Also known as Abram; first of the patriarchs of Israel. His kind of life, depicted in Gen. 11–25, might be that of about 2000 to 1500 BCE, but the Abraham of the stories is an individual merchant from the Hittite realm typical of a people who migrated from the urban civilization of Ur into Palestine. So also, the account of Abraham's agreement with Lot (Gen. 13: 8) about their respective choice of land (Lot settled for the valley of Sodom) is meant to explain the origin of the Moabites. This story is thought by some scholars to reflect the historical fact that there was a change of occupation when the decline in trade necessitated entry into stock-breeding. But throughout the events recorded of Abraham there runs the theological motif of God's promise of the land of Canaan, and of Abraham's faith in response. This faith was put to the test when he was ordered to sacrifice his son Isaac, who was essential for the fulfilment of the promise; but at the last moment a divine intervention saved Isaac and a ram trapped in an adjacent pile of scrub was offered instead. The Abraham patriarchal history ends with his buying a plot of ground for his burial and with his death (Gen. 25: 10). All three strands in Genesis contribute to the saga. For J, he is a father of all nations; for E, a model of faith; for P, the pledge of the nation's survival. After Genesis, Abraham is only mentioned in the later parts of the OT. But in the NT Abraham is venerated as a pioneer in the OT of trust in God (e.g. Rom. 4; Heb. 7: 1–10), second only to Moses.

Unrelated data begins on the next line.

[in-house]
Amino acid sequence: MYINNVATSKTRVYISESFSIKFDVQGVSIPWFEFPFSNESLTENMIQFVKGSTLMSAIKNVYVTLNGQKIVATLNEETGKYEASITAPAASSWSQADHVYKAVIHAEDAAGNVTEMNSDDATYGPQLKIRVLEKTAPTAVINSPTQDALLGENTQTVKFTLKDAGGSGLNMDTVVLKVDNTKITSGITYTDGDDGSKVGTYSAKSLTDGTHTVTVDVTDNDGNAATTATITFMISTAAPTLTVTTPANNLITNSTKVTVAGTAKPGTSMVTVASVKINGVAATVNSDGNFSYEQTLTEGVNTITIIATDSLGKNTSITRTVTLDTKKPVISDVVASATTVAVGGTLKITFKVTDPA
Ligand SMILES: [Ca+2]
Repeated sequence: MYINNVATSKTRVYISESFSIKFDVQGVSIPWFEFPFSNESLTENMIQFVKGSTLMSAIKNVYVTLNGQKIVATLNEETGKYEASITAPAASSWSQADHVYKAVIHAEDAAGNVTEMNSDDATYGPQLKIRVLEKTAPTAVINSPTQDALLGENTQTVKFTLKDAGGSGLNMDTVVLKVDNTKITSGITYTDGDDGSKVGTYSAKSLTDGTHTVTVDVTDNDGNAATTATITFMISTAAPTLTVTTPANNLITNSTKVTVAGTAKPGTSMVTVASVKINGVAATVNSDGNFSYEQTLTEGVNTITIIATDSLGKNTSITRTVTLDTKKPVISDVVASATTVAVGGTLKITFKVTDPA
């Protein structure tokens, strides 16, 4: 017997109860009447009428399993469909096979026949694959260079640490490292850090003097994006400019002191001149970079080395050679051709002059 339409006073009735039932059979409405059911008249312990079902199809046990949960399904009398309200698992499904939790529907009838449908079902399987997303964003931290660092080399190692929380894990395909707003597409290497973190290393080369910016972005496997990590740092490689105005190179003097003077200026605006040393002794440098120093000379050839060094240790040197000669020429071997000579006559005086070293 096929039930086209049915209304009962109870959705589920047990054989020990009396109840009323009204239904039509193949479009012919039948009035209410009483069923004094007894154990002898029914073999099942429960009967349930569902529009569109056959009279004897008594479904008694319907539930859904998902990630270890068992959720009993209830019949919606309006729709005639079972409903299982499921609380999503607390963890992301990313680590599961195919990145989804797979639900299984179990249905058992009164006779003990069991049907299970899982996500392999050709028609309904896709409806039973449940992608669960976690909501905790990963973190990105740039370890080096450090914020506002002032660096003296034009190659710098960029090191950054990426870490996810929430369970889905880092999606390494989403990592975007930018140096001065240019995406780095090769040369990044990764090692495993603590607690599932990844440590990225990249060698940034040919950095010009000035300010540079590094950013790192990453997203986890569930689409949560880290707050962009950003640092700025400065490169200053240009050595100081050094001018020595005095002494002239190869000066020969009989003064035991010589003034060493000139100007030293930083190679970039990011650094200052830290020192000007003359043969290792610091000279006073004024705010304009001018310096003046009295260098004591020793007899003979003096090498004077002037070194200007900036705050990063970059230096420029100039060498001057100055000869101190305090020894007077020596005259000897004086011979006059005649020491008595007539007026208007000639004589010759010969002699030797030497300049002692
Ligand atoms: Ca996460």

Abraham was acceptable to God in virtue of his faith long before the Law was given (Gal. 3: 7), so that his true sons are not the Jews who claim descent from Abraham (Matt. 3: 9, John 8: 33) and live by the Law, but Christians who live by faith in Christ. Thus, for Paul, Abraham was an illustration even within Judaism of what constitutes a true mode of relationship with God.

Abraham is revered as a prophet by Muslims, and throughout the Islamic world Eid al-Adha, commemorating the willingness of Abraham to sacrifice his son, is the second great annual festival. See also aqeda.